The government is trying to win favour of the US, cashing in on the “so-called” al-Qaeda threat, acting BNP secretary general Mirza Fakhrul Islam Alamgir alleged yesterday.
“In a bid to gain US favour, the government is spreading the so-called al-Qaeda threat, since the whole world as
well as the US rejected the January 5 election,” the BNP leader told a press conference at the party's Nayapaltan office.
Fakhrul's comments came two days after the media reported that al-Qaeda chief Ayman al-Zawahiri in an audiovisual message urged the Muslims in Bangladesh to wage an intifada (popular uprising) to confront the “crusader onslaught against Islam”.
Posted in Jihadology.net, the message alleged thousands of people were being killed in the streets of Bangladesh for protesting the “collusion of the anti-Islam secular government with a bunch of transgressing secularists”.
The message titled “Bangladesh: A Massacre behind a Wall of Silence” was released on January 14, but it surfaced in the media on Saturday.
Raising allegations that BNP, Jamaat-e-Islami and Hefajat-e Islam have links with al-Qaeda, ministers and ruling party lawmakers said al-Qaeda leader Ayman al-Zawahiri's message reflected the statements of BNP, Jamaat and Hefajat.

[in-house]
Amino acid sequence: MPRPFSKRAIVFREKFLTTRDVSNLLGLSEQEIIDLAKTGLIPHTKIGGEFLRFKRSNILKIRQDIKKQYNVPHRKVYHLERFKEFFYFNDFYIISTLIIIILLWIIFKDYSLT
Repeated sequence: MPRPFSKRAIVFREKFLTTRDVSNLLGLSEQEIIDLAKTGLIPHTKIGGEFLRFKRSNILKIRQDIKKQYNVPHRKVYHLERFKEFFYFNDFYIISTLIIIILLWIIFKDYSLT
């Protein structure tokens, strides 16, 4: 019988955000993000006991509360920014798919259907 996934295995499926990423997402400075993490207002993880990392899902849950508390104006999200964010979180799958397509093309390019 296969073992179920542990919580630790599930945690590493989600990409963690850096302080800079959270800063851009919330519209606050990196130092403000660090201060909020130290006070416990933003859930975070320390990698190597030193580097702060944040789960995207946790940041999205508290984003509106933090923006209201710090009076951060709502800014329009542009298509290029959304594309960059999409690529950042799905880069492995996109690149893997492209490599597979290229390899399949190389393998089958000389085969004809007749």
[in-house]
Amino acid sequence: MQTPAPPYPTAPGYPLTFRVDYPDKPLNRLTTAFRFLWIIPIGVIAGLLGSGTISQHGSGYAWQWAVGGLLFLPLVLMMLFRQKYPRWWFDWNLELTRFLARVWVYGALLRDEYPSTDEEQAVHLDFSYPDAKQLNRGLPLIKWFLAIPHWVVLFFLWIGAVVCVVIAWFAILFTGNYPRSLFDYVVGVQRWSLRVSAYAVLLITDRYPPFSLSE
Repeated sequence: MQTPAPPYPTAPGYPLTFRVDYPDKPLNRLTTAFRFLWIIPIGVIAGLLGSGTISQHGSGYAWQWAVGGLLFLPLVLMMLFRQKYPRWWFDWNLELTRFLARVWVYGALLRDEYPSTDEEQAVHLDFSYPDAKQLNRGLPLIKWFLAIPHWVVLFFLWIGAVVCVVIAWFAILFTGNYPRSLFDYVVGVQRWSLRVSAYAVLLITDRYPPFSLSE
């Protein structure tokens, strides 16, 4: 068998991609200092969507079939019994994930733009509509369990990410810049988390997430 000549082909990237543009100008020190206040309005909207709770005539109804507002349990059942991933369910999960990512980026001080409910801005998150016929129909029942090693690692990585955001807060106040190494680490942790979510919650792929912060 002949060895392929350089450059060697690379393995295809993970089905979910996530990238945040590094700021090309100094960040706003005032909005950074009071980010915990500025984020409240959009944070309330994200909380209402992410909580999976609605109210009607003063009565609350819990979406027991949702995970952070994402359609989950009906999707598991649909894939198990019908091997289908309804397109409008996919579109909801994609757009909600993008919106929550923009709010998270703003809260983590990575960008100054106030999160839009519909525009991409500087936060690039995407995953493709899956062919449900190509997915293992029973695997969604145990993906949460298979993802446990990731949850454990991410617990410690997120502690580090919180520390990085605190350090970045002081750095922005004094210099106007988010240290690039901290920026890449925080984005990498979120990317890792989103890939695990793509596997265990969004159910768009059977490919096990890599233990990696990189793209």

They said the al-Qaeda threat is part of a conspiracy against the country.
In response to the allegation, Fakhrul said, "While the state minister for foreign affairs is unclear about the authenticity of the message, some ministers and ruling party leaders are linking it to BNP. The claim is not only illogical and false but also ridiculous."
If one accuses the BNP of having ties with al-Qaeda just for the similarity between its statement and the al-Qaeda's message, then international community and the country's civil society that spoke against the government's misrule too should face the same accusation, he added.
Jamaat, a key component of the BNP-led alliance, also binned the allegation that the Islamist party has any connections with al-Qaeda.
In a statement on Sunday, acting Jamaat secretary general Shafiqur Rahman said media reports that Jamaat has links with al-Qaeda are absolutely false.
The “so-called” al-Qaeda message could be part of a conspiracy against the Muslims of the country, said the Jamaat leader.
Hefajat also refuted the allegation of having any ties with al-Qaeda.
In a statement on Saturday, the Qawmi madrasa-based organisation alleged that it might be a plot against the Muslims.